Trenton, NJ --- Owner Ed Telle feels he has something special in Miso Fast, but is in no rush to prove it. The pacer will race in the second of three Graduate Series divisions for 4-year-olds at Tioga Downs in New York Sunday (June 10) after winning a Graduate division last week at Woodbine Mohawk Park. He is staked in all the major events this year, but whether he races in them will be decided as time goes on. “It’s just a matter of picking or choosing what we want to do at the time,” Telle said. “He’s got what, about $40,000 on his card, and we just started the year. “We’ll just give him some time. A lot of owners are worried about money. If I plan on keeping him for five years and we do this thing the right way, we’ll do just fine.” It has been the game plan ever since Telle went to the Tattersalls January Select Mixed Sale at the Meadowlands for the sole purpose of buying Miso Fast. He shelled out the day’s top price -- $250,000 -- for the stallion, who at that point had won seven of 36 career races and earned $647,938. “I haven’t pushed him,” Telle said. “I’ve found out over the years that a 4-year-old, when we’re racing where we’re racing right now, you’ve just got to be easy with him. You pick your spots. You can destroy him. They’re just not strong enough to go with the 5-, 6-, 7- and 8-year-olds. We can race around here at The Meadows and at invites and what not, and we should be very competitive.This year, Miso Fast has won two of six starts and earned $37,453. “He won’t really get good until he’s 6. That’s when I figure he’ll peak and I’ll have him in everything. He’ll be in a lot next year and the following year but you know what, I don’t mind racing him at Hoosier Park and The Meadows because they’re going for good money.” So, what was it about a single horse that brought Telle to New Jersey in January? “You look at the horses that went to stud, Downbytheseaside and Fear The Dragon, this horse was third to them and he beat Fear The Dragon at Pocono (in an elimination of the Hempt Memorial),” the owner said. “I just thought he’s a nice horse, he’s built; he’s just a gorgeous horse. He’s got that move you don’t see in many horses. That’s what I saw in him.” On Sunday, Miso Fast is the 9-5 morning-line favorite in his Graduate division and will have Tim Tetrick in the sulky for trainer Virgil Morgan Jr. The Ron Burke-trained entry of Rock N Tony and Lawrencetown Beach is 2-1. “He’s in there with two of Ronnie Burke’s horses, and you know Ronnie sends them to the gate fit, they’re ready to rock,” Telle said. “But I think he’s getting better each week. It just depends on how Tim takes him. He’s getting to know him and he’s going where he is to drive him. “He’s got an eighth move that nobody has. When he moves him, that boy flies. Last week he went from fourth to first in what, 100 yards? That’s the move he has, so if Tetrick works with him and doesn’t press him too bad, he should finish really good. He’s proven that.” In the first Graduate division for the male pacers, Filibuster Hanover, unbeaten in four starts this year, is the 9-5 morning-line favorite for trainer Burke. In the third division, Burke’s entry of Maroma Beach and Eddard Hanover is also the 9-5 choice. There also are two Graduate Series divisions for trotters. Ake Svanstedt’s Yes Mickey is the 2-1 favorite in the first division and Julie Miller’s Top Flight Angel is the 2-1 choice in the second. Racing begins at 1 p.m. (EDT). For complete entries, click here. by Rich Fisher, USTA Senior Correspondent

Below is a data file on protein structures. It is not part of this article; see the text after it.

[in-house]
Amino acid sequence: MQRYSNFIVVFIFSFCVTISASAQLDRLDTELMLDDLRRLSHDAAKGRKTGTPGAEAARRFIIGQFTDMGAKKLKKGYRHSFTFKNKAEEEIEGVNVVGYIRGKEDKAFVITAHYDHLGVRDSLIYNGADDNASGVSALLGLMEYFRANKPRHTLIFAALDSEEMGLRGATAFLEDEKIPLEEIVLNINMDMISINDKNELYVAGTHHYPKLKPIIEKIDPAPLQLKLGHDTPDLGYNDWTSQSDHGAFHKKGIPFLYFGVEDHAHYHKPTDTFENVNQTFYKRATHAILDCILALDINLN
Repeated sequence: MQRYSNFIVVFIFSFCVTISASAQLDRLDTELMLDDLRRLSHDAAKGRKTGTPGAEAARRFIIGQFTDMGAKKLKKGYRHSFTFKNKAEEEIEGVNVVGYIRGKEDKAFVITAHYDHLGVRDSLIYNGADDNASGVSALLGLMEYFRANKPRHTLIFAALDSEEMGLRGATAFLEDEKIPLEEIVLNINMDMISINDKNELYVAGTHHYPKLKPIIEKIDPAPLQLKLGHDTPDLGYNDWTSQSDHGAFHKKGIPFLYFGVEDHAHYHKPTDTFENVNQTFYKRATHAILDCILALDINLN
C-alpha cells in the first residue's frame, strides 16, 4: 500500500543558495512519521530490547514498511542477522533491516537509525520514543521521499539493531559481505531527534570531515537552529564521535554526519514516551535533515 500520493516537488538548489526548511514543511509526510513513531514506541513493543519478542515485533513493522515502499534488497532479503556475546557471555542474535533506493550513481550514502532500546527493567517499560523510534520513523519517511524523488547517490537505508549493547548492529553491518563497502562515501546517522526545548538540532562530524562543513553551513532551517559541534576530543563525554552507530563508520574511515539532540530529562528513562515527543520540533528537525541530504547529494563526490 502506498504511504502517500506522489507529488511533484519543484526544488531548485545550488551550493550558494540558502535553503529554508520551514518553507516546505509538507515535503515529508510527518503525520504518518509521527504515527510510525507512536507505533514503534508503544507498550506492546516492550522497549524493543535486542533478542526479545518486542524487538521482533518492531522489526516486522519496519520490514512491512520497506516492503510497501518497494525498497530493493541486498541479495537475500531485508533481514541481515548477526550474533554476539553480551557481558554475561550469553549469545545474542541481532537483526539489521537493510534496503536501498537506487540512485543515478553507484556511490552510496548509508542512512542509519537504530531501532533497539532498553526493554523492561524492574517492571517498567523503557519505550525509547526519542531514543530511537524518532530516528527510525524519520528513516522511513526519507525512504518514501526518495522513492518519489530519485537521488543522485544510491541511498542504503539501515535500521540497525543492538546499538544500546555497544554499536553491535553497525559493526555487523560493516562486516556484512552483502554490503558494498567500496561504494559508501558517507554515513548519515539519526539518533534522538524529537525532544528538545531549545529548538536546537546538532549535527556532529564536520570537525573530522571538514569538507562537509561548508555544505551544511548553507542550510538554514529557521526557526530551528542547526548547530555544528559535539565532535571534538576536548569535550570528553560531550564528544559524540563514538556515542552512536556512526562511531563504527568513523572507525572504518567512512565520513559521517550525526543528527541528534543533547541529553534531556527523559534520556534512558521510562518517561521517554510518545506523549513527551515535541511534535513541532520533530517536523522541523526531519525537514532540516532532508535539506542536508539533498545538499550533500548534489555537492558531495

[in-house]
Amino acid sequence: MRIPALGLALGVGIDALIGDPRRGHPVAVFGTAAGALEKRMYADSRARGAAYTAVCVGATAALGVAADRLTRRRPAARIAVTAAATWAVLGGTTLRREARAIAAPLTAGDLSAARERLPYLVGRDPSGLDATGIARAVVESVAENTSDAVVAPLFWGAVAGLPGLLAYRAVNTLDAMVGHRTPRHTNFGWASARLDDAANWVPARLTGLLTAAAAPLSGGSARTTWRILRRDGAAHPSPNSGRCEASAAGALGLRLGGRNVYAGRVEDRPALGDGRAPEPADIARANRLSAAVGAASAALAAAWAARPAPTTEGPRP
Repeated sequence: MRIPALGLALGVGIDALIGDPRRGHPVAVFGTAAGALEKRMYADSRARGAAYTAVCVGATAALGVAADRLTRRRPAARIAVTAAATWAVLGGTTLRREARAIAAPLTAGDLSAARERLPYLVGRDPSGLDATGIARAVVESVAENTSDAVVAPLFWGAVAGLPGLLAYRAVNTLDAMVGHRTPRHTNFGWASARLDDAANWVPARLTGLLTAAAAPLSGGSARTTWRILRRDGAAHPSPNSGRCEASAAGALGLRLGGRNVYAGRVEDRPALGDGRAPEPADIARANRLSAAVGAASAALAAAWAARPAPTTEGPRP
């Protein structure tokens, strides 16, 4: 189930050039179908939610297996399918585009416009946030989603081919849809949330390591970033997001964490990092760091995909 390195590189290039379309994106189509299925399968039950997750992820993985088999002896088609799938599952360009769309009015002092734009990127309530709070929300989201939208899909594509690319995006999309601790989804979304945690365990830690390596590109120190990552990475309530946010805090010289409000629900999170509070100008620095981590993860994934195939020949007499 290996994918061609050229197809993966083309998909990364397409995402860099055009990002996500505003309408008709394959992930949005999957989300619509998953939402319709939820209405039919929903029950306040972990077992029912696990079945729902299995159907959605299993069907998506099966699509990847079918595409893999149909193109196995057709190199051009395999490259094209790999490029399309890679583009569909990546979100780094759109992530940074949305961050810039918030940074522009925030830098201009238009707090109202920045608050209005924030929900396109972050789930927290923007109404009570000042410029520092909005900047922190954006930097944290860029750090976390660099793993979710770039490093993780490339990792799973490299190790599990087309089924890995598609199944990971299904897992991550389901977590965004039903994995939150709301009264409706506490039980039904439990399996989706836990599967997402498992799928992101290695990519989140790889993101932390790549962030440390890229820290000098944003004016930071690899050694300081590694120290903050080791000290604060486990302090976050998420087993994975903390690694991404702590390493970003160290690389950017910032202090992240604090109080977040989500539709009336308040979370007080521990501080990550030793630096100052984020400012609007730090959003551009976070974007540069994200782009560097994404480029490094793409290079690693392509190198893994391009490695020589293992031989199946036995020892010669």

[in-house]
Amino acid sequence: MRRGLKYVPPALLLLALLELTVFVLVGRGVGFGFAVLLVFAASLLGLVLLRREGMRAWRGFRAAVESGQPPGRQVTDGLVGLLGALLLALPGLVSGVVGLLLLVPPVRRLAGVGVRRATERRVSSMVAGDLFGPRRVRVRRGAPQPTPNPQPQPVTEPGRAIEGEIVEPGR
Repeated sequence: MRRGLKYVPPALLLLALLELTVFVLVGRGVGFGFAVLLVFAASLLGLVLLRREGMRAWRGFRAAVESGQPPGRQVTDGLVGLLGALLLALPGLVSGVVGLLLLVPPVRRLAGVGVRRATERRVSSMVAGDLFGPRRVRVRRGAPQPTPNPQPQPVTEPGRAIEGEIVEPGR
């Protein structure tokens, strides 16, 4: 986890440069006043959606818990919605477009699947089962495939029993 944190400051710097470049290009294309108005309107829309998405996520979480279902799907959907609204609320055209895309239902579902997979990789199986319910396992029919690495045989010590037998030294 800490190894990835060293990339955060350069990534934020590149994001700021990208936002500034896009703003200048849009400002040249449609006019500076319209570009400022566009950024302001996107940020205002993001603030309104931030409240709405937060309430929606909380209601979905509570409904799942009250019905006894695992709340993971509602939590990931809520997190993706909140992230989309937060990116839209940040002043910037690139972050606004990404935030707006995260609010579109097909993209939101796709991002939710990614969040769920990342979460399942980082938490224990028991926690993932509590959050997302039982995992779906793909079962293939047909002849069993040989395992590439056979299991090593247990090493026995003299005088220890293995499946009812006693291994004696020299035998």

Trenton, NJ --- For the first time in her life, Barn Bella will experience the thrill of crossing a state border. And her connections hope she continues to give them thrills while mixing with harness racing “open” company. After tearing through the competition for two years on her home turf of New York, the 4-year-old mare will compete in her first race outside the Empire State when she makes her season's debut Monday (May 7) in the $81,600 Miami Valley Distaff for female trotters ages 4 and up. The Distaff, part of a Miami Valley Raceway card that also features the $102,200 Sam “Chip” Noble III Memorial for older female pacers, attracted a field that includes defending champion and millionaire Charmed Life, multiple O’Brien Award-winner Caprice Hill, last year’s Kentucky Filly Futurity winner Ice Attraction, Ohio Sire Stakes champ Rose Run Sydney, and Indiana Sire Stakes champ Churita. “You’re excited about it,” Barn Bella’s co-owner/trainer Steven Pratt said. “I would have liked to have a couple starts to have an idea of where she’s at instead of going in blind. There’s a bunch of good ones in this race, that’s for sure. But she’s a good mare.” Good does not really cover it. In 24 career races, most against only New York-bred horses, Barn Bella has won 18 (with all her losses coming in races in which she went off stride) and earned $688,725. She was the New York Sire Stakes champion for filly trotters at ages 2 and 3. The horse has been so outstanding, Pratt is abandoning his usual practice of racing a horse at ages 2 and 3 and then selling it. As part-owner with wife Nancy and Wanda Polisseni’s Purple Haze Stables, the trainer will take a horse out of state for the first time since he began working with young ones 12 years ago. “Wanda was going to have to make a decision whether to sell or buy me out to race her,” Pratt said. “We talked about it. For her, she enjoys watching the race, so I’m good with that.” So, Barn Bella will take on the Grand Circuit against some of the best female competition in the land. She came close to going out of state last year when Pratt wrote a $62,500 check to supplement to the Breeders Crown before ultimately deciding not to go to the event. “You had to be third to break even, or even lose about $10,000 if you were third,” he said. “We decided enough’s enough. And rather than breed her this year we would give her a chance to race against the Grand Circuit horses and see what happens.” This year, she is staked to nearly a dozen races, including the Miami Valley Distaff, Graduate Series, Miss Versatility Series, Armbro Flight, Hambletonian Maturity, Dr. John R. Steele Memorial, Joie De Vie, Allerage Farms for mares, Breeders Crown and TVG championship. Pratt feels his horse is ready to meet the challenge. “She went last year in (1):51(.3) pretty handy,” he said. “She’s never been beat that she hasn’t made a break. With all the rest we’ve won. “She’s matured this year. She’s heavier; I hope she’s not too fat. But she’s matured a lot. She has a very nice temperament. She’s a nice horse to race; Jeff (Gregory) and Claude (Huckabone Jr.) have done a great job driving her.” A daughter of Conway Hall out of Bravissima, Barn Bella was purchased for $32,000 at the 2015 SUNY Morrisville Sale. Barn Bella has lived up to Pratt’s expectations, and has turned a tidy profit despite staying local. “It’s just limiting her starts and if they’re good enough, they’re going to win the Empire Breeders and the (NYSS) finals,” Pratt said. “Half a million’s enough without leaving the state. “I’m just small, I buy and race two or three of them. The simpler the better. I’m getting near the end of the tunnel. I’ve maintained that if they’re good enough, if they’re the best in New York, you’ll make enough. You don’t have to run around. A lot of times you’re just giving it back between stakes fees and shipping, stuff like that.” Pratt’s biggest concern with this season is time constraints due to travel, but that cannot offset his anticipation to see what his mare can do on the big stages. “The most exciting thing is that she won’t see a half-mile track except for Delaware,” he said. “She’ll be on the big track and that’s where she belongs, away from the half-mile. So we’ll give her a couple starts and we’ll see where she’s at. "She’s been a good one for us. They had some real nice fillies last year at 3 but she just was dominant. She can race on the front or she can race from behind. She’s just a nice horse. It’s always nice to be lucky enough to have a real nice one. It really is. We’ll see if she’s a real nice horse against the good competition.” Racing begins at 2:05 p.m. (EDT) Monday at Miami Valley. The Distaff is race eight and the Noble, which honors the late Ohio Hall of Fame horseman Chip Noble, is race 10. For the complete Miami Valley Distaff field, click here. For the complete Sam “Chip” Noble III Memorial field, click here. by Rich Fisher, USTA Web Newsroom Senior Correspondent